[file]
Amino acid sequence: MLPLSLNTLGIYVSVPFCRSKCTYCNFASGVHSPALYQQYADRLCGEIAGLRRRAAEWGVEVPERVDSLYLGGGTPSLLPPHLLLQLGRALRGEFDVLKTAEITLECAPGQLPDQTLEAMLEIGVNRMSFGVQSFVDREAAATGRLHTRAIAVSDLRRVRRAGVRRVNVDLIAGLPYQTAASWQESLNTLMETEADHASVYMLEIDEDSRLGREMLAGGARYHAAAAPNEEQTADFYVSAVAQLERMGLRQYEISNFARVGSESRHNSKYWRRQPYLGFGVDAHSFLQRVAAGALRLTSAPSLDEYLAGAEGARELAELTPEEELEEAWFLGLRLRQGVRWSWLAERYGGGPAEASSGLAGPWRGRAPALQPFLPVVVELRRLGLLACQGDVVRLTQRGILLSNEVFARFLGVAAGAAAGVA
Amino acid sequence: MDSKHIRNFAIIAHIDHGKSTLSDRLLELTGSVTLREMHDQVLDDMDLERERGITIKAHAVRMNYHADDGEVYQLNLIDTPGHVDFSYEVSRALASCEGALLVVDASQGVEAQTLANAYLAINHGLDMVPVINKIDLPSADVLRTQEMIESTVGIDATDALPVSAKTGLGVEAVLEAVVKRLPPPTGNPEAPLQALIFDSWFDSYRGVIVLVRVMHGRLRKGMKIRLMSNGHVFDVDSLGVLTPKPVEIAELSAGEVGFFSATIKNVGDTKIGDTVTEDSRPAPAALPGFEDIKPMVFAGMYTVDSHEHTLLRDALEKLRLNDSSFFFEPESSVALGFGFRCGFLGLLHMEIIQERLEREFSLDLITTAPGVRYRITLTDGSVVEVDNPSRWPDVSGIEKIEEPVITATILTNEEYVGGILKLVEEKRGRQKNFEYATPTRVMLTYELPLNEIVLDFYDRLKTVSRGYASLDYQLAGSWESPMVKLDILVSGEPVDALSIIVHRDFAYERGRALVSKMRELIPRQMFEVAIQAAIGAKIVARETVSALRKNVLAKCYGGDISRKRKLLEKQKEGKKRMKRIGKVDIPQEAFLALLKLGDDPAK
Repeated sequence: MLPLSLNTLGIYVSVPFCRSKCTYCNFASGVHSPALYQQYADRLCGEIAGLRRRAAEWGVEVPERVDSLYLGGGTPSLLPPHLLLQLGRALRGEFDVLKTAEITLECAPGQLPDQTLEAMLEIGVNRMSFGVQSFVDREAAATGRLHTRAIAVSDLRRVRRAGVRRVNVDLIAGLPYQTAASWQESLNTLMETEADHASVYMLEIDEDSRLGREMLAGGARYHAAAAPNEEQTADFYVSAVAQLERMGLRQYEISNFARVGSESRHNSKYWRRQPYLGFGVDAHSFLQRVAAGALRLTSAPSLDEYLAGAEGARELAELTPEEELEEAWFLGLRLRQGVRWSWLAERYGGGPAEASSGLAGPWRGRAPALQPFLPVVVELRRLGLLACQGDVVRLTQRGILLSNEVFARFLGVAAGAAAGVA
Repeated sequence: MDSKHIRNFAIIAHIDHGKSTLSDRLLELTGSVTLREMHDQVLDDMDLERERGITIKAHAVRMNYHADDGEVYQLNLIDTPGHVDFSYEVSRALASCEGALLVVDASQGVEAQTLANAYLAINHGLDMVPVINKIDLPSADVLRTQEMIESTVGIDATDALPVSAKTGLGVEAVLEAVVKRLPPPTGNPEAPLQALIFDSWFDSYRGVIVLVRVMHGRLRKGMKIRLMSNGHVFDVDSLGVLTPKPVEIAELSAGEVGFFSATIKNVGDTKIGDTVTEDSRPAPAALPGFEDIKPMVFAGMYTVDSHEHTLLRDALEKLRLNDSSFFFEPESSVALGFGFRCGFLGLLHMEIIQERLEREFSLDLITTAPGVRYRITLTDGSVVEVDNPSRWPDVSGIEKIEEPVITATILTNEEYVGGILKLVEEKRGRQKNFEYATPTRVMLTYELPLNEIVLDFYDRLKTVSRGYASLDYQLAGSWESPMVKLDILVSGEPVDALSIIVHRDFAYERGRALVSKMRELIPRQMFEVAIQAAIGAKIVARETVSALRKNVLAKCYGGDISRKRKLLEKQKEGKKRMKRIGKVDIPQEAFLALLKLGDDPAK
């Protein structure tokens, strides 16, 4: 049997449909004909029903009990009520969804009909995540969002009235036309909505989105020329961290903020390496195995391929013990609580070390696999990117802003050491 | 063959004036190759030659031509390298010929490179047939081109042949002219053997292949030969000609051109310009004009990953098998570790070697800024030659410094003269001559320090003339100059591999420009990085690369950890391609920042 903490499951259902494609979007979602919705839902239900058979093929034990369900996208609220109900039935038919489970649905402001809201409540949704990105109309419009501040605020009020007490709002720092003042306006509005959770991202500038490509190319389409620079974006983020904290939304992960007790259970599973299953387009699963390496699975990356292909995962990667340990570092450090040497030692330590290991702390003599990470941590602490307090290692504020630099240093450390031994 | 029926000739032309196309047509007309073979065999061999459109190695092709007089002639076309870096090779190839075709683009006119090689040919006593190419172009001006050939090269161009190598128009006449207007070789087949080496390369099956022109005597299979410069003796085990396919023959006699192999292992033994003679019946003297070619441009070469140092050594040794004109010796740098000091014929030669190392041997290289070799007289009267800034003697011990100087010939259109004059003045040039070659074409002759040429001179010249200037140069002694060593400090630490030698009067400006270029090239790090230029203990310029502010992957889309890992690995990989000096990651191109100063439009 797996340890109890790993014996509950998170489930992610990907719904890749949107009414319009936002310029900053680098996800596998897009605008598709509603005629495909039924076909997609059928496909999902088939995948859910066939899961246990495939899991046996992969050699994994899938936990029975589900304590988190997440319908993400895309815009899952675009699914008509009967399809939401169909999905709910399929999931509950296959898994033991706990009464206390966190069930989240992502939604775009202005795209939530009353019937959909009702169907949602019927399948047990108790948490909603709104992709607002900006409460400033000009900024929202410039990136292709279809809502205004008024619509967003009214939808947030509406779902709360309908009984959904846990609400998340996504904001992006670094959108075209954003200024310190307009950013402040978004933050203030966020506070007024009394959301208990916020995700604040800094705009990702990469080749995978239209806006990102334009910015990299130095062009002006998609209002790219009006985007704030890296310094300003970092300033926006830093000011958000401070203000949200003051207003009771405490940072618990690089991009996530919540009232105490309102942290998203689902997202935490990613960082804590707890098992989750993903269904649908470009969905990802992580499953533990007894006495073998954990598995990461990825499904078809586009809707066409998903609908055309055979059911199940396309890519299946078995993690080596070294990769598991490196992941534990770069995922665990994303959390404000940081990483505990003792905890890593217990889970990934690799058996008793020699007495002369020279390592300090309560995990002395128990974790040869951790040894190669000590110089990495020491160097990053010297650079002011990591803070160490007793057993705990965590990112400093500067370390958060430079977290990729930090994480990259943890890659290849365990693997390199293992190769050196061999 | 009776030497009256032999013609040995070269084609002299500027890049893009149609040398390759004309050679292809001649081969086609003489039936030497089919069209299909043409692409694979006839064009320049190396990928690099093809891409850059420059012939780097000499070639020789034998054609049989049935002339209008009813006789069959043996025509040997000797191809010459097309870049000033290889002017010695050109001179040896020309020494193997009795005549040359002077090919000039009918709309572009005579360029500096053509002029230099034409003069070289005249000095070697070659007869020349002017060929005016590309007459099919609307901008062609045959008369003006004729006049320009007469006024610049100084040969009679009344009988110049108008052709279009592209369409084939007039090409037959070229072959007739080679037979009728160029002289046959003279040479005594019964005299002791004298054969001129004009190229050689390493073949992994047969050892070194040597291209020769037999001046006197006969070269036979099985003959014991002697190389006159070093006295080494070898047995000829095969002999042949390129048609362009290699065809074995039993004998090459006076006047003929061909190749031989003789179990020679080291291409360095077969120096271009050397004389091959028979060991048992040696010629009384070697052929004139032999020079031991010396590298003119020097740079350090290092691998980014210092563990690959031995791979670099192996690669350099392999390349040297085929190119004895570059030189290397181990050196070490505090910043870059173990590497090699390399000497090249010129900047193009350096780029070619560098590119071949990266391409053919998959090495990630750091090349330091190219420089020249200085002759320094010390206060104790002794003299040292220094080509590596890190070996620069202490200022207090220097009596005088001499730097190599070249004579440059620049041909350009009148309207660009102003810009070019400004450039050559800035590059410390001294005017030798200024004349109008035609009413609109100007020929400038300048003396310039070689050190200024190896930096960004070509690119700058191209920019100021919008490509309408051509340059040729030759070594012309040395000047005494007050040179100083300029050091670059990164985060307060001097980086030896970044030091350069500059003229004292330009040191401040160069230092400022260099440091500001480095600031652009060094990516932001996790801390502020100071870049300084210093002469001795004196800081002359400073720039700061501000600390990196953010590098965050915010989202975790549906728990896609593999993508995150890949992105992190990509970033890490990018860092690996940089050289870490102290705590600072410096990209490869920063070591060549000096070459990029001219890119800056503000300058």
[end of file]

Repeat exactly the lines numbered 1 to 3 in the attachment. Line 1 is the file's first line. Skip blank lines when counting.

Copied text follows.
Amino acid sequence: MLPLSLNTLGIYVSVPFCRSKCTYCNFASGVHSPALYQQYADRLCGEIAGLRRRAAEWGVEVPERVDSLYLGGGTPSLLPPHLLLQLGRALRGEFDVLKTAEITLECAPGQLPDQTLEAMLEIGVNRMSFGVQSFVDREAAATGRLHTRAIAVSDLRRVRRAGVRRVNVDLIAGLPYQTAASWQESLNTLMETEADHASVYMLEIDEDSRLGREMLAGGARYHAAAAPNEEQTADFYVSAVAQLERMGLRQYEISNFARVGSESRHNSKYWRRQPYLGFGVDAHSFLQRVAAGALRLTSAPSLDEYLAGAEGARELAELTPEEELEEAWFLGLRLRQGVRWSWLAERYGGGPAEASSGLAGPWRGRAPALQPFLPVVVELRRLGLLACQGDVVRLTQRGILLSNEVFARFLGVAAGAAAGVA
Amino acid sequence: MDSKHIRNFAIIAHIDHGKSTLSDRLLELTGSVTLREMHDQVLDDMDLERERGITIKAHAVRMNYHADDGEVYQLNLIDTPGHVDFSYEVSRALASCEGALLVVDASQGVEAQTLANAYLAINHGLDMVPVINKIDLPSADVLRTQEMIESTVGIDATDALPVSAKTGLGVEAVLEAVVKRLPPPTGNPEAPLQALIFDSWFDSYRGVIVLVRVMHGRLRKGMKIRLMSNGHVFDVDSLGVLTPKPVEIAELSAGEVGFFSATIKNVGDTKIGDTVTEDSRPAPAALPGFEDIKPMVFAGMYTVDSHEHTLLRDALEKLRLNDSSFFFEPESSVALGFGFRCGFLGLLHMEIIQERLEREFSLDLITTAPGVRYRITLTDGSVVEVDNPSRWPDVSGIEKIEEPVITATILTNEEYVGGILKLVEEKRGRQKNFEYATPTRVMLTYELPLNEIVLDFYDRLKTVSRGYASLDYQLAGSWESPMVKLDILVSGEPVDALSIIVHRDFAYERGRALVSKMRELIPRQMFEVAIQAAIGAKIVARETVSALRKNVLAKCYGGDISRKRKLLEKQKEGKKRMKRIGKVDIPQEAFLALLKLGDDPAK
Repeated sequence: MLPLSLNTLGIYVSVPFCRSKCTYCNFASGVHSPALYQQYADRLCGEIAGLRRRAAEWGVEVPERVDSLYLGGGTPSLLPPHLLLQLGRALRGEFDVLKTAEITLECAPGQLPDQTLEAMLEIGVNRMSFGVQSFVDREAAATGRLHTRAIAVSDLRRVRRAGVRRVNVDLIAGLPYQTAASWQESLNTLMETEADHASVYMLEIDEDSRLGREMLAGGARYHAAAAPNEEQTADFYVSAVAQLERMGLRQYEISNFARVGSESRHNSKYWRRQPYLGFGVDAHSFLQRVAAGALRLTSAPSLDEYLAGAEGARELAELTPEEELEEAWFLGLRLRQGVRWSWLAERYGGGPAEASSGLAGPWRGRAPALQPFLPVVVELRRLGLLACQGDVVRLTQRGILLSNEVFARFLGVAAGAAAGVA